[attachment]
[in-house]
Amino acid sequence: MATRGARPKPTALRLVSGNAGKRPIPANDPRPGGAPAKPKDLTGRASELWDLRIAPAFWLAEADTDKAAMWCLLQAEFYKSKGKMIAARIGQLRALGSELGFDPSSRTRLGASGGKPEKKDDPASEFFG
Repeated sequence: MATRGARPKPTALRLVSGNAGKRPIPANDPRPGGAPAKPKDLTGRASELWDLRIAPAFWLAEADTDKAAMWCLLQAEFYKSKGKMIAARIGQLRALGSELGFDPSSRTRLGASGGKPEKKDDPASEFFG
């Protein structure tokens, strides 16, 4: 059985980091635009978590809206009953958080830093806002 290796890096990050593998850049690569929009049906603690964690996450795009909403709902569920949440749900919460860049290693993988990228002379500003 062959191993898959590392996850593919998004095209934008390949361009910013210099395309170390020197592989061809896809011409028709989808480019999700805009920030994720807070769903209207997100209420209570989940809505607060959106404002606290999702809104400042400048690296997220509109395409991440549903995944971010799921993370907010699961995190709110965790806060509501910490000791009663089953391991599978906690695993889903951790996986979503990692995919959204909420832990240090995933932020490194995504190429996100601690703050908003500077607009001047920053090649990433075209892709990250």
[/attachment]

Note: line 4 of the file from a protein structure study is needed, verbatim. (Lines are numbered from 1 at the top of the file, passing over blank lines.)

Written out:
């Protein structure tokens, strides 16, 4: 059985980091635009978590809206009953958080830093806002 290796890096990050593998850049690569929009049906603690964690996450795009909403709902569920949440749900919460860049290693993988990228002379500003 062959191993898959590392996850593919998004095209934008390949361009910013210099395309170390020197592989061809896809011409028709989808480019999700805009920030994720807070769903209207997100209420209570989940809505607060959106404002606290999702809104400042400048690296997220509109395409991440549903995944971010799921993370907010699961995190709110965790806060509501910490000791009663089953391991599978906690695993889903951790996986979503990692995919959204909420832990240090995933932020490194995504190429996100601690703050908003500077607009001047920053090649990433075209892709990250």